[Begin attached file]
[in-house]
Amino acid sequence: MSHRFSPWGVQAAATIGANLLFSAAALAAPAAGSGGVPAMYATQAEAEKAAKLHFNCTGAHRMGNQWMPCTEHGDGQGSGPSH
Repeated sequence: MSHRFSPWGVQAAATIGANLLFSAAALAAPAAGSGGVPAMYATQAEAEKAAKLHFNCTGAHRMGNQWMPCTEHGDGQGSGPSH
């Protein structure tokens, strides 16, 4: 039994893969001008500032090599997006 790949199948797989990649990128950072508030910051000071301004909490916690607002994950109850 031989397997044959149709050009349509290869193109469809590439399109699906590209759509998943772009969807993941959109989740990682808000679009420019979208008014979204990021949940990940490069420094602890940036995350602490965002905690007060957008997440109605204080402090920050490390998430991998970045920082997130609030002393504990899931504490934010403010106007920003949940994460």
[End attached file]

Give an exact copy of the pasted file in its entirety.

[in-house]
Amino acid sequence: MSHRFSPWGVQAAATIGANLLFSAAALAAPAAGSGGVPAMYATQAEAEKAAKLHFNCTGAHRMGNQWMPCTEHGDGQGSGPSH
Repeated sequence: MSHRFSPWGVQAAATIGANLLFSAAALAAPAAGSGGVPAMYATQAEAEKAAKLHFNCTGAHRMGNQWMPCTEHGDGQGSGPSH
């Protein structure tokens, strides 16, 4: 039994893969001008500032090599997006 790949199948797989990649990128950072508030910051000071301004909490916690607002994950109850 031989397997044959149709050009349509290869193109469809590439399109699906590209759509998943772009969807993941959109989740990682808000679009420019979208008014979204990021949940990940490069420094602890940036995350602490965002905690007060957008997440109605204080402090920050490390998430991998970045920082997130609030002393504990899931504490934010403010106007920003949940994460």